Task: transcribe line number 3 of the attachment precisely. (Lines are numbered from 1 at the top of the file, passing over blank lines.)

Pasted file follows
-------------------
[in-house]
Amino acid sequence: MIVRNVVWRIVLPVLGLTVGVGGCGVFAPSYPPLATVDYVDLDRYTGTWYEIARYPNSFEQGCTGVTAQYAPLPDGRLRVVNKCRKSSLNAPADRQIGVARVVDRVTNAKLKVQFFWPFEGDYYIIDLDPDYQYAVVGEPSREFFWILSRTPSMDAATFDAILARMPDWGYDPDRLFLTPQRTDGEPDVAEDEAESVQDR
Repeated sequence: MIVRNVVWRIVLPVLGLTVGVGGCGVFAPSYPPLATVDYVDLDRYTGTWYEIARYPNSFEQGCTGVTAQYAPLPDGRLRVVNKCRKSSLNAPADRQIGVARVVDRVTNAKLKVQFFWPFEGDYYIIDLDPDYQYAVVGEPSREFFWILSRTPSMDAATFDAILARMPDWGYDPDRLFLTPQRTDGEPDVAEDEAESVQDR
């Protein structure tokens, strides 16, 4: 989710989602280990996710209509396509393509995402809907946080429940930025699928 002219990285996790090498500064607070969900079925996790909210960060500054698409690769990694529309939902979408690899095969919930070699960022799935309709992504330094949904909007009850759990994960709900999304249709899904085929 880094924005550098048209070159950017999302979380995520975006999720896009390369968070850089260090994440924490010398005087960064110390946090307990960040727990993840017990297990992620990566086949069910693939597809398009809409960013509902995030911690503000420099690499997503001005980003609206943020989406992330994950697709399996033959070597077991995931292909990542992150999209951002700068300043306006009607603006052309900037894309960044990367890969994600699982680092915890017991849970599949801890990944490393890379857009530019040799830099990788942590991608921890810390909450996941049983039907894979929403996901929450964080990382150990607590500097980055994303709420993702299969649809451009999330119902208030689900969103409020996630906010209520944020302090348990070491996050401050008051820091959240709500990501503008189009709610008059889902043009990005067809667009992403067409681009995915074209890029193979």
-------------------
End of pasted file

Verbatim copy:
Repeated sequence: MIVRNVVWRIVLPVLGLTVGVGGCGVFAPSYPPLATVDYVDLDRYTGTWYEIARYPNSFEQGCTGVTAQYAPLPDGRLRVVNKCRKSSLNAPADRQIGVARVVDRVTNAKLKVQFFWPFEGDYYIIDLDPDYQYAVVGEPSREFFWILSRTPSMDAATFDAILARMPDWGYDPDRLFLTPQRTDGEPDVAEDEAESVQDR